I realised that despite being at each other’s throats for years, India and Pakistan are truly like fraternal twins with just different perspectives and ideologies. However hate-filled and prejudiced the thoughts of our leaders, or for that matter, our elders may be, we (the youth) have a radically peaceful outlook. Over the years, we have witnessed religious discrimination or fanaticism. Yet, we, the youth, have brought about a silent revolution that runs deep within our mindsets. This effect is that of religious indifference. We understand nationalism but with a cool head. To our minds, not every Pakistani is a terrorist nor do we believe that harmonious existence is a myth. Although our politicians constantly make efforts to mask nation-based hatred, the grim reality is it always resurfaces with biased and illogical anger. Just as we overcame religious borders, it’s time to bond over actual borders. 
I returned home a changed teenager. I’ve returned a person with some great friends across the border and with a vision in my mind, a vision of eternal peace and harmony. Because for the first time in seventeen years, when a Pakistani hugged me I knew that the vision was not Indian nor was it solely mine. It was a shared vision of some youngsters not as citizens of two different nations, but as humans living in a global civilisation.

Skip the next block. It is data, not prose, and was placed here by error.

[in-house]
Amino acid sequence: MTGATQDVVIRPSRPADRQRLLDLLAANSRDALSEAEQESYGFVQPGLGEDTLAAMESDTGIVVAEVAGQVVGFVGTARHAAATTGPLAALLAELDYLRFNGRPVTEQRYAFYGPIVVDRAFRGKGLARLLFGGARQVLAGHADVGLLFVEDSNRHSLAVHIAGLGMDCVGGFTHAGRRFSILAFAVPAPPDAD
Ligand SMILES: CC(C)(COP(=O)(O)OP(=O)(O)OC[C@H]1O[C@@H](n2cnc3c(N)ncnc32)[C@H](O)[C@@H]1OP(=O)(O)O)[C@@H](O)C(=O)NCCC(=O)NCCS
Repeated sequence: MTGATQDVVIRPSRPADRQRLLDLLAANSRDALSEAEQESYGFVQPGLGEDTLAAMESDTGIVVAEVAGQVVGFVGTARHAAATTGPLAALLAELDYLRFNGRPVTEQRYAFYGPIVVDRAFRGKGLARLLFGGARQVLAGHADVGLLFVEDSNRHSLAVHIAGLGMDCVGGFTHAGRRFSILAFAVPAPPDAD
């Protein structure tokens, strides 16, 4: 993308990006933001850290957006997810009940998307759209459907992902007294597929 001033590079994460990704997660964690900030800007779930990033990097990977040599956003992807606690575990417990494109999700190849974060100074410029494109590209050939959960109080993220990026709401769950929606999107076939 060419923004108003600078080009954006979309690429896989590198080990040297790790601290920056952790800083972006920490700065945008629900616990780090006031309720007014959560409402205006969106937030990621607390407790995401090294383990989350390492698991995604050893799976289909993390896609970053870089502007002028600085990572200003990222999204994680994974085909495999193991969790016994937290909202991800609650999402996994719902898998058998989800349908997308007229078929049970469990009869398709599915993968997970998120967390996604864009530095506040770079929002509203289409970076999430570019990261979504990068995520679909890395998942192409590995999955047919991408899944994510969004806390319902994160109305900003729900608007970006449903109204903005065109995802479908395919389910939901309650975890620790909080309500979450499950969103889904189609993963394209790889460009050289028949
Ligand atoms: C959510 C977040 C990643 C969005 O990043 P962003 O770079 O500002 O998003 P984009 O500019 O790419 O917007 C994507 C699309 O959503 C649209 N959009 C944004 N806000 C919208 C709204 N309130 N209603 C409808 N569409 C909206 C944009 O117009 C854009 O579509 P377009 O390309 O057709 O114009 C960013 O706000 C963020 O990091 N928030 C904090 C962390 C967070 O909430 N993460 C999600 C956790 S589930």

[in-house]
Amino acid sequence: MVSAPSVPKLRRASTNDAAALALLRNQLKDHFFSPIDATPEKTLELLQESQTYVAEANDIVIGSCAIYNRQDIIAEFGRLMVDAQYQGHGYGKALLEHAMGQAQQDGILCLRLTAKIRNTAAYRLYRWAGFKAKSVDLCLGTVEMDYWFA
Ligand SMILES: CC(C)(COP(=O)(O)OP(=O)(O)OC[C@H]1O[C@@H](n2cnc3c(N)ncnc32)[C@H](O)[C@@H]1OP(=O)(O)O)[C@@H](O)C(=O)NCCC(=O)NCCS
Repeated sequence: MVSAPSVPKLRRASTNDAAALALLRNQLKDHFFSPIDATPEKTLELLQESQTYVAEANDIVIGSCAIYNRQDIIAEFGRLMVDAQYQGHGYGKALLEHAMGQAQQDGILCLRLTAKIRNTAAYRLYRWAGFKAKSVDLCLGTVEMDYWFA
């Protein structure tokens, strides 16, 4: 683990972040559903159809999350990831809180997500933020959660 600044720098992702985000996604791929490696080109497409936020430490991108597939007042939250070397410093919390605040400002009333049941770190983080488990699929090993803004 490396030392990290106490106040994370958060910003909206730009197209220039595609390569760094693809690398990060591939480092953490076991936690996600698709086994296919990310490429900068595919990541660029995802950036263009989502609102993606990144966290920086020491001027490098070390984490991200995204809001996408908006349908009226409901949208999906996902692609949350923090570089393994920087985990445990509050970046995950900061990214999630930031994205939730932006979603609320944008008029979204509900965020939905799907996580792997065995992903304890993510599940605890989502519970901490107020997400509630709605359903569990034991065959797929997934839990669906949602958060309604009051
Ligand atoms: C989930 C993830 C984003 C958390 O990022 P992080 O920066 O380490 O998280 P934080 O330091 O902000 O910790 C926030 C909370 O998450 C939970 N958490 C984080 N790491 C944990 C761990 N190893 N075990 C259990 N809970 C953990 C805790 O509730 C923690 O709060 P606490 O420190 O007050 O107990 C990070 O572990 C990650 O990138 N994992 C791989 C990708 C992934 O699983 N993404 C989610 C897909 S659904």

From Pakistan, With Love in Education Times,Mumbai Edition Javascript Disabled

Don’t Fight, Freedom is our Right!

NOTE: This article was written by me for the newspaper Education Times ( I Interned there. Here is the link to the PDF of the actual newspaper article(

Freedom itself is a liberalised term. As a soon to turn adult, it’s truly an honour to be a citizen of the Republic of India.  Democracy, in its essence is based on the expression of liberation by its citizens. Our constitution makers, inspired by this, gave us the Right to Freedom, which truly is a legacy we cherish. Nearly 62 years since its inception, liberty now runs through our veins. May it be a free expression of our opinion, a peaceful candle march against corruption, the ability to pick our choice of pencil or our choice of politician; we can legally do all of it. Sure many attempts at suppression have risen, but our judiciary has always quelled the situation. In recent times, the new IT rules proposed have drawn the ire of many legal experts as its terms blatantly violate our fundamental rights. I sure agree with them! No one messes with my rights!